• Hy Penn – Friday, 3/18/11

      One of the newer Holocaust sites in Berlin is the outdoor Memorial to the Murdered Jews of Europe.

      Walking on uneven grounds between hundreds of tomb-like structures of varying heights was a sobering experience. At times, I felt towered over and overpowered.

      But what moved me the most was watching the people walking AROUND the memorial as I stood inside. People quickly going by – not taking the time to see what was going on inside.

      Their lives were moving on. . . Do they care? Do they know?

      Will they remember?

  3. Jerry Rochman

    Thursday 3/17/11

    What’s in a name? With a name you have an identity. With no name you are a mystery, unknown. Today in Berlin we saw the difference. At the Gruenwald Memorial we saw plaque after plaque embedded in the concrete railroad siding of Track 17. Each plaque had the same information – a date, a number, a destination. Nameless human beings being deported to wherever the Nazis wanted to send you . Transport after transport of individuals, 50 in this transport, 100 going here, 1,000 going there, day after day, after day, after day. What do we know about these people? We know they were mothers, fathers, sons, daughters, grandmothers, grandfathers, aunts, uncles, cousins, brothers, sisters, friends. We know they were innocents victims caught up in unspeakable horror. We know their lives had beauty, meaning. We know what they did not know – their destination, plainly inscribed on each plaque. Theresienstadt seemed to be the most common destination – that way station on the way to the death camps of Poland. These are the people who are mysteries to us. We don’t know who they are as individuals. We don’t know their lives, their families. We want to know them, we want to mourn them. We do the best we can with the knowledge we have of them.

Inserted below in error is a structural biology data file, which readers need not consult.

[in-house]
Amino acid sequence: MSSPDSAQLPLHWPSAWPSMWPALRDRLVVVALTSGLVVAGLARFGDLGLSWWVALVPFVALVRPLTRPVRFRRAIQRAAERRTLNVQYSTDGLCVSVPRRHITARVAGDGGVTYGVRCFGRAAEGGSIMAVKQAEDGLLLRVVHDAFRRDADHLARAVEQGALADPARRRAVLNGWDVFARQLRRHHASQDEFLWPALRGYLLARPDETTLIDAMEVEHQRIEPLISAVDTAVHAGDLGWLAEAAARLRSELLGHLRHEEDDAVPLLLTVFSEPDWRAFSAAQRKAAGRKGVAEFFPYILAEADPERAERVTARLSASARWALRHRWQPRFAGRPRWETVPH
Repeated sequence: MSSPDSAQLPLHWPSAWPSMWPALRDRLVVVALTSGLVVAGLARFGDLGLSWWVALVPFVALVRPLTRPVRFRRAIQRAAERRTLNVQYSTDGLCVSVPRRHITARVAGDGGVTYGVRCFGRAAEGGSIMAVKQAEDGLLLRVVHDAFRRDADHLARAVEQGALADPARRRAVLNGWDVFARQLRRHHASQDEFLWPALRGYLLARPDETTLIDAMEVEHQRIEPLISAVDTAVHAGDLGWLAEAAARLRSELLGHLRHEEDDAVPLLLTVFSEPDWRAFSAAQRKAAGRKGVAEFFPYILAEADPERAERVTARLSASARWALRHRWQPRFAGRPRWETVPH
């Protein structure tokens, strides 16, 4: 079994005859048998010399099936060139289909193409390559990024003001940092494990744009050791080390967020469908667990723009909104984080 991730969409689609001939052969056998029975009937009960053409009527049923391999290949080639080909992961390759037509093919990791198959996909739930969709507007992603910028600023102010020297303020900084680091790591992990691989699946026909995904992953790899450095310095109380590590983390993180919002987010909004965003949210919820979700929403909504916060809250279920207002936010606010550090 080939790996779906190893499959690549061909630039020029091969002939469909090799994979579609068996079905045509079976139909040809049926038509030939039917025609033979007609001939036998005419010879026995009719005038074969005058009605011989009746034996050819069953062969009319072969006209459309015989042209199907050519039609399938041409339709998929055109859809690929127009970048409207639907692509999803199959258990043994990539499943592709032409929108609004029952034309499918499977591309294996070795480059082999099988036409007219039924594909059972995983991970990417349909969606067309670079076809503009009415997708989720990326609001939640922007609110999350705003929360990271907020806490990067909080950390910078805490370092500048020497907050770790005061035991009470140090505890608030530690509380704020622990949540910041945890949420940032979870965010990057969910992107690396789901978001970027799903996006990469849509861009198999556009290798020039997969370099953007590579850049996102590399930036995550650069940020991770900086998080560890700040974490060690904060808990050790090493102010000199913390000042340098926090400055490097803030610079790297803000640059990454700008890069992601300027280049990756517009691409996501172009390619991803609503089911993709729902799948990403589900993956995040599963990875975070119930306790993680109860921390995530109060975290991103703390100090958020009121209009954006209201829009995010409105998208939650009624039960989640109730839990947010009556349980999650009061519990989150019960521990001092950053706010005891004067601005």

The Memorial To The Murdered Jews of Europe. The blocks of stone undulating over the enormous square. Narrow paths between the blocks, where people are walking. Where are they going? Where are we going when we view this controversial memorial?

    Is this a proper way to remember the 6 million innocent lives lost? Can we remember in a vast public space, with traffic flowing by and the cacophony of the city all around us?

    I don’t know. I don’t know how I feel about this memorial. I hope to have an answer for myself before we leave Berlin. I want to see this memorial come to life. I hope to visit here again before we leave Berlin.

    The treasure of this memorial however is what lies underground. A museum of memory, of faces, of people, of their lives, of their families. We feel as if we know them. They have names, identities. Not all of their stories have a happy ending, but we can honor them because they are real to us. As we read their stories, see their faces, we don’t realize the silence that pervades this space. It not the same silence as the the silence that surrounds Buchenwald, but a silence of reverence, of thanks, that for a moment we have been allowed into the beauty of the faces that we see and the lives they led.